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Destinations and maps

Isle of Skye

Skye is a truly magical place. The largest of the Inner Hebrides, it's home to some of Scotland's most iconic landscapes. Whether you are visiting for a few days whilst on a tour of Scotland or staying for a longer spell, the island has countless ways to enchant you, with its mountain ranges, miles of dramatic coastline and captivating history. Bring your sense of adventure!

Skye Time

Head to Brought to you by Skye Connect, it's the first step towards planning an unforgettable adventure on the Isle of Skye.

Here you'll discover how to have a truly authentic experience on Skye and the Isle of Raasay. Make lasting memories filled with friendly locals, remarkable attractions, one-of-a-kind activities, and hand-crafted gifts by a flourishing creative community; all set against the bewitching natural beauty for which the islands are world-renowned.

From incredible walks through iconic landscapes like the dramatic Waternish peninsula and drams of the finest malt whisky, to exploring the fabled 'Garden of Skye' on the Sleat peninsula and days filled with action-packed fun on Raasay; learn the true meaning of 'Skye time' by spending just a little more time here.

What's more, discover a place where responsible tourism can make a genuine, positive impact to the environment and local community. Learn about all the enriching voluntourism opportunities available and become part of the islands' new and sustainable visitor experience. 

Stay longer and be amazed by just how much more you can experience.

Natural wonders

If there's one thing about Skye that'll leave a lasting impression on you, it's got to be the scenery. Just driving around, you can see many of Skye's most majestic geological features, such as the Old Man of Storr, the Quiraing and the Cuillin. But be sure to take your sturdiest of boots and explore these unique sights on foot for the real rewards.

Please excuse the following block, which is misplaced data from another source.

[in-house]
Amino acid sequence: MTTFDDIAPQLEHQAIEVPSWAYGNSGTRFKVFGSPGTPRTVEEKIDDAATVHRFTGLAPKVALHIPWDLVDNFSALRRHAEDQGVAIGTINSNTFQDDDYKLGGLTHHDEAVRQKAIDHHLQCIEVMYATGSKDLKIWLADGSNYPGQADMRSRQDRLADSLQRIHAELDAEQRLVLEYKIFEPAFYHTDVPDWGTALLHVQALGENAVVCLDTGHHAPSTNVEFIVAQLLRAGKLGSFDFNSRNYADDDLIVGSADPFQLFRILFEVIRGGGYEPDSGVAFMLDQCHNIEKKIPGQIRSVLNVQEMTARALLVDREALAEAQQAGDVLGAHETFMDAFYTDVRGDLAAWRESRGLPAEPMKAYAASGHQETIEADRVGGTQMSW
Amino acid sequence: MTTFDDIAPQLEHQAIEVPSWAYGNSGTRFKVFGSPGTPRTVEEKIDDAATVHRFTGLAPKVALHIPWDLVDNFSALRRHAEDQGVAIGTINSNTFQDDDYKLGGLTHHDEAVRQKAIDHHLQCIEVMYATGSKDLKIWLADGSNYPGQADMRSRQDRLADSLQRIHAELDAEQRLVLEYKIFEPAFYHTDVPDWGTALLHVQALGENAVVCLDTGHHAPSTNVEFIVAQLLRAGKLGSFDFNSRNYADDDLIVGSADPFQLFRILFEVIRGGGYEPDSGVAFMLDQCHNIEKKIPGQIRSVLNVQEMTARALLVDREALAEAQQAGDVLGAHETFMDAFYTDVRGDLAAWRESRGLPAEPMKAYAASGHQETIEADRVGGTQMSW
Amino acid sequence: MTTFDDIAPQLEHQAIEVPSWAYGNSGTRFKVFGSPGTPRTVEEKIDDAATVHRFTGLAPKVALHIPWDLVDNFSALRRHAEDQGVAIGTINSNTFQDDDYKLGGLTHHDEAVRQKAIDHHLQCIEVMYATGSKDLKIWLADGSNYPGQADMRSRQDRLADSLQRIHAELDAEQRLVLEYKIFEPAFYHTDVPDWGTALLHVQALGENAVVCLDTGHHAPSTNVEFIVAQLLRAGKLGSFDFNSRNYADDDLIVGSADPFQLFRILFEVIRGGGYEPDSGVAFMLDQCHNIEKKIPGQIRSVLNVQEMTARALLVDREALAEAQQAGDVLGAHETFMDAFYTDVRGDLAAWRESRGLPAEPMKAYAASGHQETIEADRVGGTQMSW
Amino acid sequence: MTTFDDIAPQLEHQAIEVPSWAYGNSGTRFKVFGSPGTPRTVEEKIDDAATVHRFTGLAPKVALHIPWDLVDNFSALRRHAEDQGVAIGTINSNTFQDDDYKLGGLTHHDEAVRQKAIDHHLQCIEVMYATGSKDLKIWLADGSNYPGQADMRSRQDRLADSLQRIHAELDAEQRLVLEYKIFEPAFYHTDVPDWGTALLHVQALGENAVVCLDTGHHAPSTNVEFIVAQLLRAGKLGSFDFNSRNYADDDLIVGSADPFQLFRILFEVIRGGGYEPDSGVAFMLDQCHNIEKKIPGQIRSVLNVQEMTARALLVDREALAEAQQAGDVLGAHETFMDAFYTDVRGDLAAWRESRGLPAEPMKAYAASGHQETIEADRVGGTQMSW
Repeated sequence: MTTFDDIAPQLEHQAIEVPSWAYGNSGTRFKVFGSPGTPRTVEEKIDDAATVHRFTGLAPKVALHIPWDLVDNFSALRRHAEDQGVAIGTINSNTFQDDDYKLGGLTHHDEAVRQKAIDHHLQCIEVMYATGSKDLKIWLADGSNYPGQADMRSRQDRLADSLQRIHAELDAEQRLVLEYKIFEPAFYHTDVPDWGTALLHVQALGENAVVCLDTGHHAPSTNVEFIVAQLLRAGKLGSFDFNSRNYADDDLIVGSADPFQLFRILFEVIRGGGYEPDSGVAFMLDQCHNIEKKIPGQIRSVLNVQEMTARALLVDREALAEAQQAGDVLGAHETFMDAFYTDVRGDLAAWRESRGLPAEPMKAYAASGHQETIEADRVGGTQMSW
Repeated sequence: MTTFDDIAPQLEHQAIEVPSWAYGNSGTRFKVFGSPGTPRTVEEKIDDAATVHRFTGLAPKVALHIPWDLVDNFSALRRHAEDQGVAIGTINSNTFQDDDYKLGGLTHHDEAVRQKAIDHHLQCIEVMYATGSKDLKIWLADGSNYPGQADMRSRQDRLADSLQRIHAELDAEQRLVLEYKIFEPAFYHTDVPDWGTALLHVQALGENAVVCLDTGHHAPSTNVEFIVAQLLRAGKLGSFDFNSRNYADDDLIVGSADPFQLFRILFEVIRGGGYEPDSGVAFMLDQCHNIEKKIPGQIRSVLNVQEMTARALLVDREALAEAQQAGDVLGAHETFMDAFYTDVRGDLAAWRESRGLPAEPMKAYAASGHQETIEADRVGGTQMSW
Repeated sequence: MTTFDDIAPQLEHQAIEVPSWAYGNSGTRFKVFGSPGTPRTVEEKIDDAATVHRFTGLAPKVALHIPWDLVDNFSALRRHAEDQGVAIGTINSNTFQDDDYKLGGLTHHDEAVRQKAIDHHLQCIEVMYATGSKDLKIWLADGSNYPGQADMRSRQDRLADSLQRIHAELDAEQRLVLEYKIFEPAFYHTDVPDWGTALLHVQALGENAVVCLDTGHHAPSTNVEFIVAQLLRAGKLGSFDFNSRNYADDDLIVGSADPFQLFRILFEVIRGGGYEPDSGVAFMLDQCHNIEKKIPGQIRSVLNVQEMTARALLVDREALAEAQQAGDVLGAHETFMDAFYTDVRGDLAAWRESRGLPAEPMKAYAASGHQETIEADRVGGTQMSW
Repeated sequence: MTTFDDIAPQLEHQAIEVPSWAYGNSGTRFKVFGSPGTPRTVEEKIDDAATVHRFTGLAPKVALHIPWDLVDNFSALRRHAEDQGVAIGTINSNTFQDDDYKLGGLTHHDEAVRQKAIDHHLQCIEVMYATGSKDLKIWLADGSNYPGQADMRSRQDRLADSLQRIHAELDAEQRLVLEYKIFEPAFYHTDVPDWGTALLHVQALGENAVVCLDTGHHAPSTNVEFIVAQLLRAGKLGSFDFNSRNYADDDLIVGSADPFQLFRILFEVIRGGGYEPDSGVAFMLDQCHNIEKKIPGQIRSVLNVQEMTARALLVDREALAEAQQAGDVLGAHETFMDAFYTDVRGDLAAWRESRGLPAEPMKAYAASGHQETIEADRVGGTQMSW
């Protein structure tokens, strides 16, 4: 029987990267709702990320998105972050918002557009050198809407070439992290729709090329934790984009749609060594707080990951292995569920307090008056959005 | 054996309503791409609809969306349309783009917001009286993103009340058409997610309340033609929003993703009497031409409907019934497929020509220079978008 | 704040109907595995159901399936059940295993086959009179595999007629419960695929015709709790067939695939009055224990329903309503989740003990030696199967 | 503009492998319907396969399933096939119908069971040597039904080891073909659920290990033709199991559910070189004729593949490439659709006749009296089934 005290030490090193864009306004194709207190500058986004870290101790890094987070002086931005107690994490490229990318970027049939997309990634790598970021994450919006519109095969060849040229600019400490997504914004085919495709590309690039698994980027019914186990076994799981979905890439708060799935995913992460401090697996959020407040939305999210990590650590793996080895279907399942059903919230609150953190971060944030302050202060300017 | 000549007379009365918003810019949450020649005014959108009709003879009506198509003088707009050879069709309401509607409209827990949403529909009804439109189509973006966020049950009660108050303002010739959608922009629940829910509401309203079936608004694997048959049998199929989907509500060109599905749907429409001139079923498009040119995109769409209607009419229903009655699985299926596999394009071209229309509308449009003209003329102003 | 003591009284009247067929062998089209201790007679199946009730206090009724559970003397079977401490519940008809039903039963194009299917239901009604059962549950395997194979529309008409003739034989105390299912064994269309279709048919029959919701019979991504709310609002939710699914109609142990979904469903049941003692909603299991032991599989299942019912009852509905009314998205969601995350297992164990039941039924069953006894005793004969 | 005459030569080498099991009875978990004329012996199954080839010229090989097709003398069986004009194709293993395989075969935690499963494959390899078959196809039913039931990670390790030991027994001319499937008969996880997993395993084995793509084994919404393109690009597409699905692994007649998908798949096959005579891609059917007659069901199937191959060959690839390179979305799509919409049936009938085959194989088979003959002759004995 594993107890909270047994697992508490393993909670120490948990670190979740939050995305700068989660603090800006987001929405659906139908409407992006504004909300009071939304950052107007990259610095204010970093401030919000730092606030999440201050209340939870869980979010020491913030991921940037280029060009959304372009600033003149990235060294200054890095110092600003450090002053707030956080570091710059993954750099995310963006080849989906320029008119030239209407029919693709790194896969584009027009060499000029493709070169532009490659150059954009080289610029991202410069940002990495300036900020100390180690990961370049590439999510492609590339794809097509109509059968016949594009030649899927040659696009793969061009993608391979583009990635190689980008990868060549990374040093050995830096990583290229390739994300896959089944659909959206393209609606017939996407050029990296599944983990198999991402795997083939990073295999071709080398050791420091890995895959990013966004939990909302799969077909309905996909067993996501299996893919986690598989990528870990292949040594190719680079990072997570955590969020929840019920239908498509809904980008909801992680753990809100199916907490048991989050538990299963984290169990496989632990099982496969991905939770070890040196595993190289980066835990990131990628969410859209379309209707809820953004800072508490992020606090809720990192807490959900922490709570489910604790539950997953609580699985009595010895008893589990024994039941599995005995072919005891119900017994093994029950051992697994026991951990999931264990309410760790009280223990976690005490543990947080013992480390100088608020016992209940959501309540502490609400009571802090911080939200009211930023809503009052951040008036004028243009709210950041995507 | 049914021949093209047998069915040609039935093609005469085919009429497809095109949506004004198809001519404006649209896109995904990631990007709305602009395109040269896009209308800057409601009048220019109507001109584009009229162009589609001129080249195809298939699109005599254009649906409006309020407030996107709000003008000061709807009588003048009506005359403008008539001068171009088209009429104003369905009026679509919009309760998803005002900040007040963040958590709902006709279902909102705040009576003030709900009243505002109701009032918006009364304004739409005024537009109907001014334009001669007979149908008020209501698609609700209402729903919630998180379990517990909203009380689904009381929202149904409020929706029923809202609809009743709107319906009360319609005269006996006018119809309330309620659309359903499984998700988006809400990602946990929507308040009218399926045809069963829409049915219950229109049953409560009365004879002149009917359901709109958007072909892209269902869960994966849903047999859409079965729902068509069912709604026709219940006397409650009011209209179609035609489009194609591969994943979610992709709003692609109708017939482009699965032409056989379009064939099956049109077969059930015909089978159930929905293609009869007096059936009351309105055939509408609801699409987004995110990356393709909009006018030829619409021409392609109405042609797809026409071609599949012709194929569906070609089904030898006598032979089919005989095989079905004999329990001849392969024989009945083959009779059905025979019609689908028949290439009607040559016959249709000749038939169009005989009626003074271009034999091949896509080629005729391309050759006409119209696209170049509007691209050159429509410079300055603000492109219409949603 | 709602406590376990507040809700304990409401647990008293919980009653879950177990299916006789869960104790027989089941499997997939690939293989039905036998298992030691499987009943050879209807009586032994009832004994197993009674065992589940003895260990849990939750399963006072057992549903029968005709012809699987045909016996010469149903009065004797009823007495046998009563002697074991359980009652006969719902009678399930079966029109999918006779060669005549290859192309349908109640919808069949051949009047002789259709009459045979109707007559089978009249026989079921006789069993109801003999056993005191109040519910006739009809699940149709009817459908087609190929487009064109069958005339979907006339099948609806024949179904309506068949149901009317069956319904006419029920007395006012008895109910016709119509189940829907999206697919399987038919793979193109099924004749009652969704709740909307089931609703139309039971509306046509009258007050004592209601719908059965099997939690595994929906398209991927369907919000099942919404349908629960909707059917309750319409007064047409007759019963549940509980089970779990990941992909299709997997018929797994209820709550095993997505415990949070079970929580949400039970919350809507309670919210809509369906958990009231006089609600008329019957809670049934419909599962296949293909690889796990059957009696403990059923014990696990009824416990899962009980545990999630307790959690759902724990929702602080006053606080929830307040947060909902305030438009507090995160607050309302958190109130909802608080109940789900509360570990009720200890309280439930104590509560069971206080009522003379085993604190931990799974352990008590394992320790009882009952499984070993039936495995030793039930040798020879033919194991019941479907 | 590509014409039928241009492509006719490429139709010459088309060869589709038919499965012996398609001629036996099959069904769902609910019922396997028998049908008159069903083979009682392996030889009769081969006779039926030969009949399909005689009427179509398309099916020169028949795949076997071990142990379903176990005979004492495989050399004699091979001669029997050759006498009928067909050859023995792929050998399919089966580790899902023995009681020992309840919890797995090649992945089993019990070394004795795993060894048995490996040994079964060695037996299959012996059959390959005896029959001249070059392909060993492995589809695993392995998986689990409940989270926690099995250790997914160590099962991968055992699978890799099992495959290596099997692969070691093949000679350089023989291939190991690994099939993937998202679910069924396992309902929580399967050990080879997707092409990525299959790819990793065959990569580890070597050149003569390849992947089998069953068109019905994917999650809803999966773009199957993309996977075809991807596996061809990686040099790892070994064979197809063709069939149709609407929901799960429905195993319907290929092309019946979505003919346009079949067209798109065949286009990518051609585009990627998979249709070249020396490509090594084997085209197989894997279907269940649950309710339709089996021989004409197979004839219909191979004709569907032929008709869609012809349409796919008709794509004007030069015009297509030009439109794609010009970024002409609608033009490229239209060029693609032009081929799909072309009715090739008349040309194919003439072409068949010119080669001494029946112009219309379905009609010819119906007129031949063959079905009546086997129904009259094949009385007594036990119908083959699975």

Delve into the past

Perhaps you've got ancestral connections to the island, or are fascinated by life in Skye in eras gone by? The island has a wealth of history, from prehistoric sites to brooding castles. Learn about long ago feuds of rivalling clans, Jacobite battles, and the devastation of crofting communities during the Highland Clearances.

Travel in Skye

Getting here

From the mainland, there are three route options for getting to Skye:

  • A Caledonian MacBrayne (CalMac) ferry runs daily from the port of Mallaig in the west Highlands to Armadale in Sleat on the south of Skye. You can get to Mallaig by road or train.
  • The Skye Bridge is a road bridge spanning Loch Alsh between the mainland village of Kyle of Lochalsh which is connected to Scotland's rail network, and Kyleakin on Skye. Buses go directly from Glasgow and Inverness to the island, too.
  • The privately-operated Glenelg ferry connects Glenelg on the mainland with Kylerhea on Skye.

Getting around 

It's easy to get around Skye and the scenery you'll see as you travel round the island is pretty unbelievable! Driving is the preferred option for many visitors as it offers the most flexibility and access to remoter spots. Some of the island's roads are single track, with ample passing places. The island is also served by Stagecoach buses, connecting the main villages.

Get to Skye now!

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